Acupuncture is a prevalent healing technique in the Danforth area. Here is a general overview of its healing qualities and how it may work for you, whether you think you need it or notby Amy Postma
Acupuncture is an ancient healing technique, but many people still shy away from it due to lack of knowledge or belief in how it actually works—not to mention that it is applied with needles. If the volume of Traditional Chinese Medicine (TCM) practices and holistic healing clinics lining the Danforth is any indication, more and more people are seeing the value in seeking this alternative treatment.In general, acupuncture is used for the immediate relief of pain, such as migraines, back pain, arthritis, menstrual cramps and sinus congestion. TCM practitioners believe that when someone is experiencing pain it is because their body is out of balance internally and it is the cause of this imbalance that must be treated. Acupuncture works by focusing on your nerve and meridian points—specific energy points along the body—which, when treated, directly affect a specific organ or other internal area. It is through stimulating these areas and breaking up energy blockage points by inserting the thin needles that a sense of relief occurs from pain.
Paul Marchinko, a Danforth area practitioner who holds diplomas in both TCM and Acupuncture, sees Toronto and the Danforth in particular as a popular place for acupuncture because “the surrounding area seems to be populated with people that are concerned about their well-being and health.” Acupuncture coincides with the growing changing attitude of not just treating existing medical ailments, but being “proactive in seeking out lifestyle changes that can lead to wellness, not just the absence of disease,” he explains.
There is no need to be wary about the treatment. Marchinko says clients should try acupuncture more than once before making a decision on whether it is the right treatment for them, focusing especially on being comfortable with the practitioner. He says to expect a 20–30 minute treatment session that will leave them feeling relaxed or even energized. “Clients should expect tingling, an ache or heaviness around the needles but all sensations should be relatively comfortable.” He adds, “Some points do not leave a sensation at all.” The treatment can be used as a preventative measure as well as to treat chronic conditions, and therefore can be tried at any time. In addition to aiding in pain relief, TCM acupuncture is useful for “observing the body’s health from the perspective that your personal constitution is a window into what health issues you might be at risk for or are already experiencing.”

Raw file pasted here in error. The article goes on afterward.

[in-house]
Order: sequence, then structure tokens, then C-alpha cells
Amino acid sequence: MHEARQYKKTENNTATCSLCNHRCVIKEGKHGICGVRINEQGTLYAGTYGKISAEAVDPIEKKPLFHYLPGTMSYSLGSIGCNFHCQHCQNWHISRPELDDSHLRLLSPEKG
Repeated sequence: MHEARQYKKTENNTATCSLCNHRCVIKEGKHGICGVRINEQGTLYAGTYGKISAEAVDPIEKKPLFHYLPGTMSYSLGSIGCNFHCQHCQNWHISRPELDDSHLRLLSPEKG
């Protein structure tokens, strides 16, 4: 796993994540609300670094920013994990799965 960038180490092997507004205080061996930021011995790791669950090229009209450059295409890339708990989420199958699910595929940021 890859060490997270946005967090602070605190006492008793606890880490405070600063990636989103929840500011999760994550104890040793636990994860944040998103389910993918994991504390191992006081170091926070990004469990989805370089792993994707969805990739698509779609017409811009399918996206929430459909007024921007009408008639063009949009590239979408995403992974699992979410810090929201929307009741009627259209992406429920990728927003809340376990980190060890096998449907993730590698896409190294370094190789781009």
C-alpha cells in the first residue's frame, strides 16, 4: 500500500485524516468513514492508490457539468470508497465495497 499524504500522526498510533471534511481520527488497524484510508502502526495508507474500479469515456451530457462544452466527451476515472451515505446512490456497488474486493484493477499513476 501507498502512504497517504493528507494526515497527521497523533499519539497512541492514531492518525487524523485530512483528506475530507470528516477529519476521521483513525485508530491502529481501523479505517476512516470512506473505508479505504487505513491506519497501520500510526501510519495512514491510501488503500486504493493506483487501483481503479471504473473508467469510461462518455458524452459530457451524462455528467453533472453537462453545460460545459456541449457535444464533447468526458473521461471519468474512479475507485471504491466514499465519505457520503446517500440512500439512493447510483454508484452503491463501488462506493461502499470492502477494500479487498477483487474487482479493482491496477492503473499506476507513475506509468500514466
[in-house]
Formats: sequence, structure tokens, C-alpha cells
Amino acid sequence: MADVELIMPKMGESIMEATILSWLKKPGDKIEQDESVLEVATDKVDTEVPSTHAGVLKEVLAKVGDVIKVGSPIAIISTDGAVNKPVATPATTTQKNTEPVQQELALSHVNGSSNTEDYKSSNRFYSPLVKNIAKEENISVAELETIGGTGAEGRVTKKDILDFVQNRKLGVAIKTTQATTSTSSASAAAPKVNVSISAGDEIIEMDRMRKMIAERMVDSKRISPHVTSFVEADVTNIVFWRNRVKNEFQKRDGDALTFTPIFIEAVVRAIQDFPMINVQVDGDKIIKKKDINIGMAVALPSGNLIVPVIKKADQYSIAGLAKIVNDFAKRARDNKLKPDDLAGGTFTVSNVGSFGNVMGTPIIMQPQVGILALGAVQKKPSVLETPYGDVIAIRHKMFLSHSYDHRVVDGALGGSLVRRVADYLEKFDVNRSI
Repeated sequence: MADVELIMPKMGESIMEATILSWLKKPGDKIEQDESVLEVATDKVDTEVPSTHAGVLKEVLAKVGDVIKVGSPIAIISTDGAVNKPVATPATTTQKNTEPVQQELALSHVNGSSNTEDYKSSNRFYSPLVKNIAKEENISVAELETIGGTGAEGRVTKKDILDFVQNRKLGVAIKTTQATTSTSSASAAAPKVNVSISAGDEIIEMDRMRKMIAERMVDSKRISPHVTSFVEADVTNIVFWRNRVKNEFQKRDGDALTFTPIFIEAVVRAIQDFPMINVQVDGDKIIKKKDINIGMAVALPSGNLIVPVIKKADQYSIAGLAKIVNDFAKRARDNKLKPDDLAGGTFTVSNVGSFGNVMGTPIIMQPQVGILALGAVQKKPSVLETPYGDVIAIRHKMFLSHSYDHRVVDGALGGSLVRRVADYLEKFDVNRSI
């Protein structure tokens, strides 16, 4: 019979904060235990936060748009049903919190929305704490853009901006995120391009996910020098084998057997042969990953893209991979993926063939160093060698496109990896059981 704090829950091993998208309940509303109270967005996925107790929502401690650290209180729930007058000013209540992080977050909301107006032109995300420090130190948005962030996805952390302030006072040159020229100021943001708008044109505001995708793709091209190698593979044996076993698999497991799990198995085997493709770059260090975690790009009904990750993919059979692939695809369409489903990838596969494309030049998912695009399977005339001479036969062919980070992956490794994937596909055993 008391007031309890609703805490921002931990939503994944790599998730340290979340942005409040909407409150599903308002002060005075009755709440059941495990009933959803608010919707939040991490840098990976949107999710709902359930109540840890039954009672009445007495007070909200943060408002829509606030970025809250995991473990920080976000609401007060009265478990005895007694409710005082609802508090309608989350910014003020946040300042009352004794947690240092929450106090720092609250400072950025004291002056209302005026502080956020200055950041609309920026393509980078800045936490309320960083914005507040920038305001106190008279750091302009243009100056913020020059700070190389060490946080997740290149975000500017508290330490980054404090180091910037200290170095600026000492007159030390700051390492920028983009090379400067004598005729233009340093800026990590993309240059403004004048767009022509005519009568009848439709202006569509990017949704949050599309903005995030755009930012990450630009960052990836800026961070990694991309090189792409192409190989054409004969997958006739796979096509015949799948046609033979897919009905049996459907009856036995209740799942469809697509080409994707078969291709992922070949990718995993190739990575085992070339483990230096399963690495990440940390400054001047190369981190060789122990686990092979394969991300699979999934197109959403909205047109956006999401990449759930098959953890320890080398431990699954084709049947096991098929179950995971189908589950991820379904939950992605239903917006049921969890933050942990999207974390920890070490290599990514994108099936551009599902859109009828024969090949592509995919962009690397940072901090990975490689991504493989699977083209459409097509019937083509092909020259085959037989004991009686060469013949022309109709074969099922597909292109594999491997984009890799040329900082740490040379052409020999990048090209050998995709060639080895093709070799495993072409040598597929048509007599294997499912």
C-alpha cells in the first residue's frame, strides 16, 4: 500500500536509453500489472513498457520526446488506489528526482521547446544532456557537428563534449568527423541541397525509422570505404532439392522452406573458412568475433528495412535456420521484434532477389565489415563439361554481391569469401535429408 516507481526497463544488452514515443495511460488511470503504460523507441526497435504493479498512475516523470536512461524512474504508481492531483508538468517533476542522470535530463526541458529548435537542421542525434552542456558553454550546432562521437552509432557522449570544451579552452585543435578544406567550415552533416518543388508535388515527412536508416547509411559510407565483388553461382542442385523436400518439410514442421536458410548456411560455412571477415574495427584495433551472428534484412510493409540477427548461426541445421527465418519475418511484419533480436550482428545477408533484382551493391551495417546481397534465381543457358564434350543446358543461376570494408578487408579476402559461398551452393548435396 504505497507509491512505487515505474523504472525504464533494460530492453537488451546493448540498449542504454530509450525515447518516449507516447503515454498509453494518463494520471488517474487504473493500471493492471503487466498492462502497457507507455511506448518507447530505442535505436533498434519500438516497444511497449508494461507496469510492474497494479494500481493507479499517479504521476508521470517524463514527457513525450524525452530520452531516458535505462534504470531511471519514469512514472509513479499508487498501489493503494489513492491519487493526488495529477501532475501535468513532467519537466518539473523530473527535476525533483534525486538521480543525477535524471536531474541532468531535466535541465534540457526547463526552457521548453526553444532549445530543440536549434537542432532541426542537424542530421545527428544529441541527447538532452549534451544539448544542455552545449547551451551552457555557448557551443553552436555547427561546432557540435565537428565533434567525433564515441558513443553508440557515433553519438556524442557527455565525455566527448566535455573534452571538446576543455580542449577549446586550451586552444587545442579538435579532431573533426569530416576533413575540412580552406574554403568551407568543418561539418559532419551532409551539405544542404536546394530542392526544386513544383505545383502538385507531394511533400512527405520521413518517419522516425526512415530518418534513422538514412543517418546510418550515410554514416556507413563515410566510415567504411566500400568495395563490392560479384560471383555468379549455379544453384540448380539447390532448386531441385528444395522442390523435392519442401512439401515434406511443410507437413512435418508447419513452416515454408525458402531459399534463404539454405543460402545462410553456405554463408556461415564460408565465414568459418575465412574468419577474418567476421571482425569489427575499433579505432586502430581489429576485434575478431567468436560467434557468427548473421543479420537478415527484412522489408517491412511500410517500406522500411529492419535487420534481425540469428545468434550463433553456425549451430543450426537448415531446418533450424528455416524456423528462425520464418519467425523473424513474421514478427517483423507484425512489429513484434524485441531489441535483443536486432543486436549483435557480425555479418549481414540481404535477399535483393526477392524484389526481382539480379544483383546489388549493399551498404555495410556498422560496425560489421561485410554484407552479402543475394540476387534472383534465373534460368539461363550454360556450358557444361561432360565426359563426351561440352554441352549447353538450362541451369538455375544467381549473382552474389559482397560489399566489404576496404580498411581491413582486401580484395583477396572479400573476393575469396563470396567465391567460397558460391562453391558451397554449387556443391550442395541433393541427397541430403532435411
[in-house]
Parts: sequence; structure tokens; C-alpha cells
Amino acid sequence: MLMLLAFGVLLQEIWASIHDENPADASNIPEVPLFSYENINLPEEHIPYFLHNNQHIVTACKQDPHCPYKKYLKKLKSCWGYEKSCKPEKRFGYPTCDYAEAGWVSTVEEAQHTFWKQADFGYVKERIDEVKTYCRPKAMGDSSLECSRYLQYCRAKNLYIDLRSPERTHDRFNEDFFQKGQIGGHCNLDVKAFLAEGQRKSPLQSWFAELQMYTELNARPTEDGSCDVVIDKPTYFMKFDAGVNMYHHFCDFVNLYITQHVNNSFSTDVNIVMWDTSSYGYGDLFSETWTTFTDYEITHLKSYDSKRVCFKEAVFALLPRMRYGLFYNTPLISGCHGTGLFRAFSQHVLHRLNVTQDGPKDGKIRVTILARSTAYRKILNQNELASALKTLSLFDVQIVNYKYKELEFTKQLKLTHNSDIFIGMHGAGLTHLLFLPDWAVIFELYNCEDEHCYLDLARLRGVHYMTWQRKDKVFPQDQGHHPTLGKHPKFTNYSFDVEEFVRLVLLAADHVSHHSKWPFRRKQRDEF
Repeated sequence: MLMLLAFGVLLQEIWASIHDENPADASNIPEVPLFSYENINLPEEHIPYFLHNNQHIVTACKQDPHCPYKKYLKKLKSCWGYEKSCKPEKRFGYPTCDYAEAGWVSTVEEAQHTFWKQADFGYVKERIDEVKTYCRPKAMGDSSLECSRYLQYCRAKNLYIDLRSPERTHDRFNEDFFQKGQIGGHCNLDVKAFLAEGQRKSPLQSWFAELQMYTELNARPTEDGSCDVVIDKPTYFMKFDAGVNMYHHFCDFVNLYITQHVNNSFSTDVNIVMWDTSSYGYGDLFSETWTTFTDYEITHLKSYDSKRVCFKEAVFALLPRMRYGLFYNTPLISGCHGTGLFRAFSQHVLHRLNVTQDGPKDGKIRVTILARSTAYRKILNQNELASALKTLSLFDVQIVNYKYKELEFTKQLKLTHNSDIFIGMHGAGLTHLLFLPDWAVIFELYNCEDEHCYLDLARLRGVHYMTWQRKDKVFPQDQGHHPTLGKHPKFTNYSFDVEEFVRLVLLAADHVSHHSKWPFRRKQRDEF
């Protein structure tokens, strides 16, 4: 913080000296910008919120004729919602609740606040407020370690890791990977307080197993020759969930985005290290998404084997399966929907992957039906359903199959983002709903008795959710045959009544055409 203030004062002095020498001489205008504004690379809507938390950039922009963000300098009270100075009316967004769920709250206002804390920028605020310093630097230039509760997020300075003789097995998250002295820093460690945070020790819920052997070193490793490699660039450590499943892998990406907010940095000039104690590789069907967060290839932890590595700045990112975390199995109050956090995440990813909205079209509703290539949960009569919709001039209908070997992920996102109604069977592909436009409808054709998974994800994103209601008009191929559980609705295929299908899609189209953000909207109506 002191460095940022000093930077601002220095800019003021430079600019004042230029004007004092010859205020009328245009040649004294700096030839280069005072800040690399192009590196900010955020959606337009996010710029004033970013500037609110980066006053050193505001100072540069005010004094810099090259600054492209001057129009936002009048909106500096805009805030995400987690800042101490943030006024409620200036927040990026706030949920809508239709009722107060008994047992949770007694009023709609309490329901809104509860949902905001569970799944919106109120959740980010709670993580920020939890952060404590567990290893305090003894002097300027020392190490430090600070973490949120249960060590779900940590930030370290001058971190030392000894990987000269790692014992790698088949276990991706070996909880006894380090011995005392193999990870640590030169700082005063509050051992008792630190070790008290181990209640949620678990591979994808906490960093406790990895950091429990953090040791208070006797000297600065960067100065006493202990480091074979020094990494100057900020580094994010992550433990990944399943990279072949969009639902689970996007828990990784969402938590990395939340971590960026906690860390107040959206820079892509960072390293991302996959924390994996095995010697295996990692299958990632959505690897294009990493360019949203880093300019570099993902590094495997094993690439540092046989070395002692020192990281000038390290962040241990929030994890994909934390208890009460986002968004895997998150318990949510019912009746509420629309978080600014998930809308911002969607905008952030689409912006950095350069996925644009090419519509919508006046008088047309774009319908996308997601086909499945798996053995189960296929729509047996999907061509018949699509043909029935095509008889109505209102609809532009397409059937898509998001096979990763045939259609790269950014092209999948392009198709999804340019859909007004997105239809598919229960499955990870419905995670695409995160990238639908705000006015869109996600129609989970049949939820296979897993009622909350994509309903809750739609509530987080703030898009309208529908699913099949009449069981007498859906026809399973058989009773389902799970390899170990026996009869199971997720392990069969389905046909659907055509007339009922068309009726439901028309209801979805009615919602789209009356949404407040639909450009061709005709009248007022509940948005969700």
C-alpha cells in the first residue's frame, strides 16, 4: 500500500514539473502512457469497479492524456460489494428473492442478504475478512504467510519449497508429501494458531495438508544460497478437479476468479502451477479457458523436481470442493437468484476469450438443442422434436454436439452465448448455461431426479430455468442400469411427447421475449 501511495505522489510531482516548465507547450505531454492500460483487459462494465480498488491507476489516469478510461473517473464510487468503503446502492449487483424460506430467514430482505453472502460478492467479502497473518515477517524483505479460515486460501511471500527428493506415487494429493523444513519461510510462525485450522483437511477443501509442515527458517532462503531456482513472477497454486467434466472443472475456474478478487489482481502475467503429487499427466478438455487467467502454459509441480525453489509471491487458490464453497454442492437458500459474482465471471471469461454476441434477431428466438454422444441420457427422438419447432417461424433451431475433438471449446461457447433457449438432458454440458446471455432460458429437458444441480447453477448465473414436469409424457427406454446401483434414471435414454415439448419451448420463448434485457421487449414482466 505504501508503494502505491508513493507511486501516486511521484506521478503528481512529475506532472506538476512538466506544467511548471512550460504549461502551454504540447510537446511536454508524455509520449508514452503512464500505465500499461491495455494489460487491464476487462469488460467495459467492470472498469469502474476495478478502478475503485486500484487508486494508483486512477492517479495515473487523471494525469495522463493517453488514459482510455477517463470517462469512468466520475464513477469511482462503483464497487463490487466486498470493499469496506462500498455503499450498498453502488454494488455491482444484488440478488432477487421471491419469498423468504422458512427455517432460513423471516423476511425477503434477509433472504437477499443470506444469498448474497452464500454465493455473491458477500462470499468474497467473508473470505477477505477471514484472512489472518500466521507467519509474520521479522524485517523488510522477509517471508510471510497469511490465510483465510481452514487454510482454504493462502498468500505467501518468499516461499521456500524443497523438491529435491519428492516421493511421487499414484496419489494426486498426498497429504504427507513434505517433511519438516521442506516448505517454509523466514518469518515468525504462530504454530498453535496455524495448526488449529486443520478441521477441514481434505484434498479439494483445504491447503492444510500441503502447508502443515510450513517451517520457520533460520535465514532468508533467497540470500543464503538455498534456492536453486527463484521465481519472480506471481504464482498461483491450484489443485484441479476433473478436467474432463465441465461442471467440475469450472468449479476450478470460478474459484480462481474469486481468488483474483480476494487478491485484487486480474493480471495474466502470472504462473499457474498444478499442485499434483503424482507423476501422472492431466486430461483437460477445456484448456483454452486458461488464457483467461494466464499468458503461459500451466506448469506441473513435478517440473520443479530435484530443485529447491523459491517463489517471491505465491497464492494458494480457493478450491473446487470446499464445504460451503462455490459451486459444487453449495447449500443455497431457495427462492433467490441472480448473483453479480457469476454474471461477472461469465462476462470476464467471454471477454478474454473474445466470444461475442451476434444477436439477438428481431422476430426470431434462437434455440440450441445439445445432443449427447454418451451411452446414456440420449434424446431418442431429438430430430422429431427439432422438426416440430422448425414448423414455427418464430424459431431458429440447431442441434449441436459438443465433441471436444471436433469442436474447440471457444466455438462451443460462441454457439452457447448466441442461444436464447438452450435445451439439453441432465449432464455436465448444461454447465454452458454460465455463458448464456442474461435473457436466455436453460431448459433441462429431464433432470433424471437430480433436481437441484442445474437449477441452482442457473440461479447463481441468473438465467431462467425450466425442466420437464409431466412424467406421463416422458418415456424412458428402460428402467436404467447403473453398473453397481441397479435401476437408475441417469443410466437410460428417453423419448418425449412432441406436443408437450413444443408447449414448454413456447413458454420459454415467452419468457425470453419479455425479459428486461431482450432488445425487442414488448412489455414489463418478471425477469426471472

Ranging from the medical to the holistic, myriad professionals support varying theories on why and how acupuncture works. Nothing, however, has been proven conclusively. In Western culture, the practice is growing immensely despite this as more doctors and health organizations recognize acupuncture as a valid and useful treatment of countless ailments. It seems how it works is not the important question as the healing benefits and success stories are undeniable.
Thanks for this article! I’ve been wondering about acupunture for chronic conditions and I am now inspired to do some more research on it. 🙂
When I was in Japan, I went to an acupuncturist a couple of times – it’s very different from Chinese acupuncture, so I’m interested in trying the Chinese style. Cool article!
Teru (Acupuncture practitioner)
To Ariel: I’m originally from Japan and now I practice the Chinese style acupuncture in Canada so I want to write something about the difference. The Japanese acupuncture rely more on the meridian theory than the Chinese style(actually it is more ancient Chinese style), and use much thinner needles. The Chinese style uses thick needles and kind of believes in “no pain, no gain.” The interesting thing is in Canada even Chinese style practitioners use a bit thinner needles and it is between Chinese thickness and Japanese ones – my teacher said Canadians are too weak to take the pain :p but it is actually more “painful” than the Japanese style. In Japan they practice needling so that you can insert needles in a sleeping cat and not to wake them up! (But don’t worry, it doesn’t really hurt much – you feel something more compared to the Japanese style)